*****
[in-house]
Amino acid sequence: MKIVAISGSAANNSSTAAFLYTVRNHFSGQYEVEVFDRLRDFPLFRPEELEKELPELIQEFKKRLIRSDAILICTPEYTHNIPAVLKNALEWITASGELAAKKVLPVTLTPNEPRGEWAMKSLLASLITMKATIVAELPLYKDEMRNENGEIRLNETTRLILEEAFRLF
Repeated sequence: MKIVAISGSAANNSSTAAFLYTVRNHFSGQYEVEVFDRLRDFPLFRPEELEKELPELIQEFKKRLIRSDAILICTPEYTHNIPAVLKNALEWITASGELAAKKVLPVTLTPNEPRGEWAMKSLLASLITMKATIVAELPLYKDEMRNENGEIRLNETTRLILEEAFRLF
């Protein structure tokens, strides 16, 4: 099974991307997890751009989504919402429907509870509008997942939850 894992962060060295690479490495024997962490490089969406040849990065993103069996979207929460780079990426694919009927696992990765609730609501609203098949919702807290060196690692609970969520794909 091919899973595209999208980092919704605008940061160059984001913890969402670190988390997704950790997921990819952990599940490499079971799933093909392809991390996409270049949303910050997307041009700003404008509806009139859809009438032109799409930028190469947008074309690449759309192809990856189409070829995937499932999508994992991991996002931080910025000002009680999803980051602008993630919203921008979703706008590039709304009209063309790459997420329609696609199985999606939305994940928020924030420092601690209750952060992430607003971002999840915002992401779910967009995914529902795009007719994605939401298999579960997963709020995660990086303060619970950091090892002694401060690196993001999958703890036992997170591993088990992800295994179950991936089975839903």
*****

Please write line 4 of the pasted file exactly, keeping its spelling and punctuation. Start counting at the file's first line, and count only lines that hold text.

């Protein structure tokens, strides 16, 4: 099974991307997890751009989504919402429907509870509008997942939850 894992962060060295690479490495024997962490490089969406040849990065993103069996979207929460780079990426694919009927696992990765609730609501609203098949919702807290060196690692609970969520794909 091919899973595209999208980092919704605008940061160059984001913890969402670190988390997704950790997921990819952990599940490499079971799933093909392809991390996409270049949303910050997307041009700003404008509806009139859809009438032109799409930028190469947008074309690449759309192809990856189409070829995937499932999508994992991991996002931080910025000002009680999803980051602008993630919203921008979703706008590039709304009209063309790459997420329609696609199985999606939305994940928020924030420092601690209750952060992430607003971002999840915002992401779910967009995914529902795009007719994605939401298999579960997963709020995660990086303060619970950091090892002694401060690196993001999958703890036992997170591993088990992800295994179950991936089975839903």